This report is produced by OCHA in collaboration with humanitarian partners. It covers the period from 10 to 15 November 2020. The next report will be issued on or around 18 November.
Millions of people in Central America still reeling from Eta’s impact are facing the threat of a second major hurricane in as many weeks with the imminent arrival of Iota, set to strike potentially a Category 5 storm by 16 November in the evening along virtually the same path as Eta.
Iota comes as national authorities and humanitarian organizations continue to reach previously isolated communities, especially in Honduras and Guatemala, to respond and gain information on their needs. This gradual restoration of access is revealing the sobering magnitude of Eta’s impact and the catastrophic effects that Iota may bring on these communities.
While humanitarian organizations continue to carry out priority response efforts in affected communities, reports from the field indicate dire shelter conditions amid overcrowding, incidents of violence, gender-based violence and family separation, limited access to safe water, food and protection and inadequate COVID-19 prevention measures, conditions that Iota is likely to further strain with pre-emptive evacuations and the high likelihood of longer term stays in the wake of a storm of Iota’s projected intensity.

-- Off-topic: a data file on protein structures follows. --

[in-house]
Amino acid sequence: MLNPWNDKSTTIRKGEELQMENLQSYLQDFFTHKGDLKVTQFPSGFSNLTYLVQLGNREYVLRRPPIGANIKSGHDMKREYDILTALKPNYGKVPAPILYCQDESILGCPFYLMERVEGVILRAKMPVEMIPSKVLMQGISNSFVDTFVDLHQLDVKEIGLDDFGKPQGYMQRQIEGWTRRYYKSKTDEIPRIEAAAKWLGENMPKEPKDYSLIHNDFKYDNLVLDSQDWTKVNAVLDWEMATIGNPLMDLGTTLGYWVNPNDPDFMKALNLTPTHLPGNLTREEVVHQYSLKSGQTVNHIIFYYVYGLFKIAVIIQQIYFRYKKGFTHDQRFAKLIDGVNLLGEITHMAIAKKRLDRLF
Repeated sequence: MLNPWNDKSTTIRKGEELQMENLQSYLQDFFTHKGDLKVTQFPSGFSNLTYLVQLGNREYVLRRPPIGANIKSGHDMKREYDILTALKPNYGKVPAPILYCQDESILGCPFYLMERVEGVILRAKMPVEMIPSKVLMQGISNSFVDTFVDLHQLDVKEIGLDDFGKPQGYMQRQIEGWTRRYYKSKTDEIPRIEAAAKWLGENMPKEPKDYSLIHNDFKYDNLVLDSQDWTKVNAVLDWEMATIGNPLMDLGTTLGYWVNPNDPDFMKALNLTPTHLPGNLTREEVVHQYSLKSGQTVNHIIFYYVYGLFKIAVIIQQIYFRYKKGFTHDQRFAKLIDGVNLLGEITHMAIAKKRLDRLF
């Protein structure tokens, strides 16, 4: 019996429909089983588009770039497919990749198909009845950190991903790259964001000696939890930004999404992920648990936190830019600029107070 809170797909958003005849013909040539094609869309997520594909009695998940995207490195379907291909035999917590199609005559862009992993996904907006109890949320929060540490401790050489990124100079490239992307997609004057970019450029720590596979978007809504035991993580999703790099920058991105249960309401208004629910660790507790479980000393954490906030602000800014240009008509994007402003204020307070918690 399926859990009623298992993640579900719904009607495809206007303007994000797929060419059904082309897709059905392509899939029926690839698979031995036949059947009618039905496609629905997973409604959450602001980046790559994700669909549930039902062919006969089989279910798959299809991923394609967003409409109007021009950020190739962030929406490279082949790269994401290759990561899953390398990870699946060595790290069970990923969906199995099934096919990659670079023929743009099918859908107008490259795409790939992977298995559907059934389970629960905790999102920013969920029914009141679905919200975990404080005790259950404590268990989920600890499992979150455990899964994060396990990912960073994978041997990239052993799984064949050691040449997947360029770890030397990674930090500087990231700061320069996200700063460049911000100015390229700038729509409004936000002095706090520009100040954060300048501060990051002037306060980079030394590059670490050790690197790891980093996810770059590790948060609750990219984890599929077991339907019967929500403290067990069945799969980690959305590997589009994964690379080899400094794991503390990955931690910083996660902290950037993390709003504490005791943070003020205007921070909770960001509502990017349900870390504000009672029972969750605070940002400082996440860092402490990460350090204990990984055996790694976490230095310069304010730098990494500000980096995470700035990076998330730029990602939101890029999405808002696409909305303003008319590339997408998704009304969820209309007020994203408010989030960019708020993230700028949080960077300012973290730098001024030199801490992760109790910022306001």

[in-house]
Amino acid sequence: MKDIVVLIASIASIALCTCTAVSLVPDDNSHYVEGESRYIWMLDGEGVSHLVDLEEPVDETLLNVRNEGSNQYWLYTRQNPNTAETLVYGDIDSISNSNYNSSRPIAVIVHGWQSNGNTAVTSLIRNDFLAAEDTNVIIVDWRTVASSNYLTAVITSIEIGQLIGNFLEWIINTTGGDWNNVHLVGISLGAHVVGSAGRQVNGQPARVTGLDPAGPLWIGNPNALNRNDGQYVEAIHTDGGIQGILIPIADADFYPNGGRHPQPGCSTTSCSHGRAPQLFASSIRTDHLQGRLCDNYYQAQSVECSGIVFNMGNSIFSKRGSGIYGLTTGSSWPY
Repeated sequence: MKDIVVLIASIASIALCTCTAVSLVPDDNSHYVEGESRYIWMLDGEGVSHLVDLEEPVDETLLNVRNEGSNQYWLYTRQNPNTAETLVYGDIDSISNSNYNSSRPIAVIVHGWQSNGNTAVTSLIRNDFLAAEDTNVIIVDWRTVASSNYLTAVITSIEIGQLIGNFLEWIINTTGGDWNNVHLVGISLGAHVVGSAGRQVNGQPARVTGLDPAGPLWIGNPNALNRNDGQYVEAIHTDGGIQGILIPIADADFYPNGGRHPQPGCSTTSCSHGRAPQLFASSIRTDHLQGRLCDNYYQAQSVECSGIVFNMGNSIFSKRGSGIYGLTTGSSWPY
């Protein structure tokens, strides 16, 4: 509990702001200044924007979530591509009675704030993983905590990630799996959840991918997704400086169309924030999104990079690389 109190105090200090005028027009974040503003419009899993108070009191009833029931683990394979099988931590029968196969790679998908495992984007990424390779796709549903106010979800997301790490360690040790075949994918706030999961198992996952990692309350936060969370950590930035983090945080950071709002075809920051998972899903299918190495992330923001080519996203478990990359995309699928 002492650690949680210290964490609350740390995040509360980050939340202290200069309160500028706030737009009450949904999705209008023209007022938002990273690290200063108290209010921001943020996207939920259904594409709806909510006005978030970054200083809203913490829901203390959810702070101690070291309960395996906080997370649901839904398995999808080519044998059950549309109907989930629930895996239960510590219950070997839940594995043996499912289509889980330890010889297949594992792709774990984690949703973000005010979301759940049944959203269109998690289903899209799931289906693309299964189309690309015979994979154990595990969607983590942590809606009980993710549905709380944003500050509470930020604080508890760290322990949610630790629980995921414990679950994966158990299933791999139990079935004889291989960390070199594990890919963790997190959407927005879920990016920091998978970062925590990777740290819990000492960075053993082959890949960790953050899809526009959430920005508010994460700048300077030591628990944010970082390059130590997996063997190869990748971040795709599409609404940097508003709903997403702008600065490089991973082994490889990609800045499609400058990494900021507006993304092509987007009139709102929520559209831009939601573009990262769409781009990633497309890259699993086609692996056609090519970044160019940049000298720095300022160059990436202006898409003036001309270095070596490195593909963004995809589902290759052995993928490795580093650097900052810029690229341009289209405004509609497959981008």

4.9M People affected across Central America and Mexico
3M People affected in Honduras
900K People affected in Guatemala
55.3K People sheltered in Honduras
17.6K People sheltered in Guatemala
Millions suffering from Eta’s consequences are now on the brink of facing a second major storm in as many weeks, with Hurricane Iota bearing down on Central America’s Caribbean coasts on a path virtually identical to that of Eta and setting up a potentially catastrophic scenario upon its projected landfall as a Category 5 storm. Iota, the 2020 Atlantic hurricane season’s 30th named storm, is currently a Category 4 hurricane featuring maximum sustained winds of 245 km/h and is forecast to bring rainfall of up to 400mm in Honduras, northern Nicaragua, Guatemala and southern Belize. These conditions will bring significant, life-threatening flash flooding and river flooding, along with landslides in higher elevation areas, risks that are compounded by high soil saturations from Eta.
The prospect of a second major hurricane is particularly daunting in Honduras and Guatemala, where authorities and humanitarian organizations are still carrying out ongoing assessments that are revealing the magnitude of Eta’s impact on millions of people ahead of Iota’s imminent arrival. Governments, NGOs and UN teams continue to overcome critical access constraints and reach affected communities and gather more comprehensive information on their needs.
The gradual gains in access have also increased rolling counts on people affected, deaths and people in shelters. Honduras’ COPECO civil protection agency now reports 3 million people affected, 1 million more than figures reported as recently as the previous week. In Guatemala, the 900,500 people directly affected by Eta are nearly triple the figures reported during the same time. Moreover, Honduras reported on 12 November that there are nearly 103,000 people still cut off in Eta’s wake. Several towns in northern Guatemala, mostly indigenous, remain isolated due to flooding and landslides, with reports of whole towns being completely buried.